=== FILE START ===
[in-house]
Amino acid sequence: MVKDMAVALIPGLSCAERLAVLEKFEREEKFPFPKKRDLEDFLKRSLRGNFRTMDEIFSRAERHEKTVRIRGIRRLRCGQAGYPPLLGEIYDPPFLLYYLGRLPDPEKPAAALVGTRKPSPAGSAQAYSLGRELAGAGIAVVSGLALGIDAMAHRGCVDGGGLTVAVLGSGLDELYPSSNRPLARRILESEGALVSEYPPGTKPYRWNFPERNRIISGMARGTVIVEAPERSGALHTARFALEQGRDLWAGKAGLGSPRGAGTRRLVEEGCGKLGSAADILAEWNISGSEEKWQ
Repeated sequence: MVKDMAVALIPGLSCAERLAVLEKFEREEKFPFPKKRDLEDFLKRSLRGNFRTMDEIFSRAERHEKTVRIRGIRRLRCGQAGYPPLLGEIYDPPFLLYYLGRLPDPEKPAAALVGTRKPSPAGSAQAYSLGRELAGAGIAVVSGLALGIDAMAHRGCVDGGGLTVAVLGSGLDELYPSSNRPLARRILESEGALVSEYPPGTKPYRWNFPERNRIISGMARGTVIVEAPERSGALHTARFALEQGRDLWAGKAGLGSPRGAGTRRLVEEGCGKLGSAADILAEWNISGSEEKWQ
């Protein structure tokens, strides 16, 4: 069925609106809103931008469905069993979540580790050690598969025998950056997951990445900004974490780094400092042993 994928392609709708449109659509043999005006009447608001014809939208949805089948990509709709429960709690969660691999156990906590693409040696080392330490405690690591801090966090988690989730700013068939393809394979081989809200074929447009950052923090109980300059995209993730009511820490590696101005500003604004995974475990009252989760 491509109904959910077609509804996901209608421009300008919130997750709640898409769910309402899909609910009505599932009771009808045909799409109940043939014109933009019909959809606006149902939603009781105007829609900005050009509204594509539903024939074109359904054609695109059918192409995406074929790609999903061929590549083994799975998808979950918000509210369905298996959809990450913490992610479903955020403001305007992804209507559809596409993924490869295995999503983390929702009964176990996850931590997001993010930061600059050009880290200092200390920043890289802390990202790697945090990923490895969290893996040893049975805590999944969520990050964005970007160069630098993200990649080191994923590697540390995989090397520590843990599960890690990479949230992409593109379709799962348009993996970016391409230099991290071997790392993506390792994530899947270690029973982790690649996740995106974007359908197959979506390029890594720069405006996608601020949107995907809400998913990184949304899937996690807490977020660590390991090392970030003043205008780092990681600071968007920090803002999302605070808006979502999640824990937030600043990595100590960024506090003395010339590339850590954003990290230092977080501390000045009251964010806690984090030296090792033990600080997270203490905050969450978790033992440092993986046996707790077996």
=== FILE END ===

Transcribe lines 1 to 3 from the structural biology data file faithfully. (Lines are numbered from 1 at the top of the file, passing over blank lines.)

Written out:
[in-house]
Amino acid sequence: MVKDMAVALIPGLSCAERLAVLEKFEREEKFPFPKKRDLEDFLKRSLRGNFRTMDEIFSRAERHEKTVRIRGIRRLRCGQAGYPPLLGEIYDPPFLLYYLGRLPDPEKPAAALVGTRKPSPAGSAQAYSLGRELAGAGIAVVSGLALGIDAMAHRGCVDGGGLTVAVLGSGLDELYPSSNRPLARRILESEGALVSEYPPGTKPYRWNFPERNRIISGMARGTVIVEAPERSGALHTARFALEQGRDLWAGKAGLGSPRGAGTRRLVEEGCGKLGSAADILAEWNISGSEEKWQ
Repeated sequence: MVKDMAVALIPGLSCAERLAVLEKFEREEKFPFPKKRDLEDFLKRSLRGNFRTMDEIFSRAERHEKTVRIRGIRRLRCGQAGYPPLLGEIYDPPFLLYYLGRLPDPEKPAAALVGTRKPSPAGSAQAYSLGRELAGAGIAVVSGLALGIDAMAHRGCVDGGGLTVAVLGSGLDELYPSSNRPLARRILESEGALVSEYPPGTKPYRWNFPERNRIISGMARGTVIVEAPERSGALHTARFALEQGRDLWAGKAGLGSPRGAGTRRLVEEGCGKLGSAADILAEWNISGSEEKWQ